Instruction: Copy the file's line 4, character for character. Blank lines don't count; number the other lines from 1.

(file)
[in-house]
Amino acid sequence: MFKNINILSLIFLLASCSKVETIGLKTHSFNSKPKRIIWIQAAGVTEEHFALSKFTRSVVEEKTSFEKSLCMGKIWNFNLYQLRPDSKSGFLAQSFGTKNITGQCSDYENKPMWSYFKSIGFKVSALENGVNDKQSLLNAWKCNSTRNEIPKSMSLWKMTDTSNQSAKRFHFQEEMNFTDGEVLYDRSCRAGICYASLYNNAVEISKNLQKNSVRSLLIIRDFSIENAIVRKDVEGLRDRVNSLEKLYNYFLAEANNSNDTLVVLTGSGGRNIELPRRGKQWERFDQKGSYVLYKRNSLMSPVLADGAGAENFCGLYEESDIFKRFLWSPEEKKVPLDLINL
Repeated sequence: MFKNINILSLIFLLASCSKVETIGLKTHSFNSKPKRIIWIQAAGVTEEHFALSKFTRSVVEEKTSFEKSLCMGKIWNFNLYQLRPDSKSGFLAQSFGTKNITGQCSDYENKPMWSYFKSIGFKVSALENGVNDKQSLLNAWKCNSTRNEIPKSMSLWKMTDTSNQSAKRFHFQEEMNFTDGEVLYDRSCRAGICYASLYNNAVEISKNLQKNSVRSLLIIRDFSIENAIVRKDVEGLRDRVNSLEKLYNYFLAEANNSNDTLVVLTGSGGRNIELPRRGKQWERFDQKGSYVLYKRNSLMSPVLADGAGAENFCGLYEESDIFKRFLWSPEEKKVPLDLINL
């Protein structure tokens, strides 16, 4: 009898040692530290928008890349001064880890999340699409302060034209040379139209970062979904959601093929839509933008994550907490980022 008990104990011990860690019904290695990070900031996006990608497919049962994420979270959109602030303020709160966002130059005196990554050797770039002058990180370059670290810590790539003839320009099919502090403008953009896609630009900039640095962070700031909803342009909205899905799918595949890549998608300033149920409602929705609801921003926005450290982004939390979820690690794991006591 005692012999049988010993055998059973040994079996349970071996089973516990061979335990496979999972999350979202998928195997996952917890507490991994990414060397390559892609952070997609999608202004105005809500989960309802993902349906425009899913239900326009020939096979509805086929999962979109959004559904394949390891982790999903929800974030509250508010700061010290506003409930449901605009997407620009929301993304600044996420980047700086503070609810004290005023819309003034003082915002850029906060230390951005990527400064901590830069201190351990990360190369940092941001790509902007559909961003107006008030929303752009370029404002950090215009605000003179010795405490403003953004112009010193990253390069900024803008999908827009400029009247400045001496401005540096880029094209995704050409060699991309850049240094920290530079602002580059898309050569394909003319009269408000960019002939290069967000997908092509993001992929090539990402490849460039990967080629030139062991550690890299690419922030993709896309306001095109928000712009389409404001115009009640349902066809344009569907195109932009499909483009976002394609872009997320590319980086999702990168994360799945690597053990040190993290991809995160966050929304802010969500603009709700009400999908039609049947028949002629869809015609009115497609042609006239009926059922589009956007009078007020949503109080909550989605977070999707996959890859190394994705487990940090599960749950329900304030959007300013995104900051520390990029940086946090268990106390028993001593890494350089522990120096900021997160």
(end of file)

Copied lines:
């Protein structure tokens, strides 16, 4: 009898040692530290928008890349001064880890999340699409302060034209040379139209970062979904959601093929839509933008994550907490980022 008990104990011990860690019904290695990070900031996006990608497919049962994420979270959109602030303020709160966002130059005196990554050797770039002058990180370059670290810590790539003839320009099919502090403008953009896609630009900039640095962070700031909803342009909205899905799918595949890549998608300033149920409602929705609801921003926005450290982004939390979820690690794991006591 005692012999049988010993055998059973040994079996349970071996089973516990061979335990496979999972999350979202998928195997996952917890507490991994990414060397390559892609952070997609999608202004105005809500989960309802993902349906425009899913239900326009020939096979509805086929999962979109959004559904394949390891982790999903929800974030509250508010700061010290506003409930449901605009997407620009929301993304600044996420980047700086503070609810004290005023819309003034003082915002850029906060230390951005990527400064901590830069201190351990990360190369940092941001790509902007559909961003107006008030929303752009370029404002950090215009605000003179010795405490403003953004112009010193990253390069900024803008999908827009400029009247400045001496401005540096880029094209995704050409060699991309850049240094920290530079602002580059898309050569394909003319009269408000960019002939290069967000997908092509993001992929090539990402490849460039990967080629030139062991550690890299690419922030993709896309306001095109928000712009389409404001115009009640349902066809344009569907195109932009499909483009976002394609872009997320590319980086999702990168994360799945690597053990040190993290991809995160966050929304802010969500603009709700009400999908039609049947028949002629869809015609009115497609042609006239009926059922589009956007009078007020949503109080909550989605977070999707996959890859190394994705487990940090599960749950329900304030959007300013995104900051520390990029940086946090268990106390028993001593890494350089522990120096900021997160």